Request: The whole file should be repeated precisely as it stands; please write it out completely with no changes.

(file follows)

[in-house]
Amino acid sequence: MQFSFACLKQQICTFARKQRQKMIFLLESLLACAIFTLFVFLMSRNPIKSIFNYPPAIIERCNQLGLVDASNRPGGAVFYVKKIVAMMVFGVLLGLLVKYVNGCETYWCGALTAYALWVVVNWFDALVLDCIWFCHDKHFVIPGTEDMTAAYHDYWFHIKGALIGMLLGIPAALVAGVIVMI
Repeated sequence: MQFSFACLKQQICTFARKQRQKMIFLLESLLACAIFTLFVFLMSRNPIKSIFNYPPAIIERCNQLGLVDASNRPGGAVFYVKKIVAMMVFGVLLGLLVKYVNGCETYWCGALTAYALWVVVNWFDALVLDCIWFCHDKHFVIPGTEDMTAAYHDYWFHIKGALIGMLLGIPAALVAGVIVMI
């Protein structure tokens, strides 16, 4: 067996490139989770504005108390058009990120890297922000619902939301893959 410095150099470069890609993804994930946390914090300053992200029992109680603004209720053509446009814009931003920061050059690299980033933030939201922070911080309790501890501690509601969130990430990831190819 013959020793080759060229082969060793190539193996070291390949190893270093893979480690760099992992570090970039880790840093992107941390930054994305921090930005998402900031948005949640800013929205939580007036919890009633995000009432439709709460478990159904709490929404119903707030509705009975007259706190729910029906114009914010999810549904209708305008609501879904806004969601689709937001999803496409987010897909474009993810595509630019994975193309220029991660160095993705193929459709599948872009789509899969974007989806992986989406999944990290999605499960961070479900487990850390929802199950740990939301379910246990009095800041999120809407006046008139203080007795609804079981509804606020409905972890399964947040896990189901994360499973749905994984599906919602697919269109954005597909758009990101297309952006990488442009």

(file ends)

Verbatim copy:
[in-house]
Amino acid sequence: MQFSFACLKQQICTFARKQRQKMIFLLESLLACAIFTLFVFLMSRNPIKSIFNYPPAIIERCNQLGLVDASNRPGGAVFYVKKIVAMMVFGVLLGLLVKYVNGCETYWCGALTAYALWVVVNWFDALVLDCIWFCHDKHFVIPGTEDMTAAYHDYWFHIKGALIGMLLGIPAALVAGVIVMI
Repeated sequence: MQFSFACLKQQICTFARKQRQKMIFLLESLLACAIFTLFVFLMSRNPIKSIFNYPPAIIERCNQLGLVDASNRPGGAVFYVKKIVAMMVFGVLLGLLVKYVNGCETYWCGALTAYALWVVVNWFDALVLDCIWFCHDKHFVIPGTEDMTAAYHDYWFHIKGALIGMLLGIPAALVAGVIVMI
């Protein structure tokens, strides 16, 4: 067996490139989770504005108390058009990120890297922000619902939301893959 410095150099470069890609993804994930946390914090300053992200029992109680603004209720053509446009814009931003920061050059690299980033933030939201922070911080309790501890501690509601969130990430990831190819 013959020793080759060229082969060793190539193996070291390949190893270093893979480690760099992992570090970039880790840093992107941390930054994305921090930005998402900031948005949640800013929205939580007036919890009633995000009432439709709460478990159904709490929404119903707030509705009975007259706190729910029906114009914010999810549904209708305008609501879904806004969601689709937001999803496409987010897909474009993810595509630019994975193309220029991660160095993705193929459709599948872009789509899969974007989806992986989406999944990290999605499960961070479900487990850390929802199950740990939301379910246990009095800041999120809407006046008139203080007795609804079981509804606020409905972890399964947040896990189901994360499973749905994984599906919602697919269109954005597909758009990101297309952006990488442009």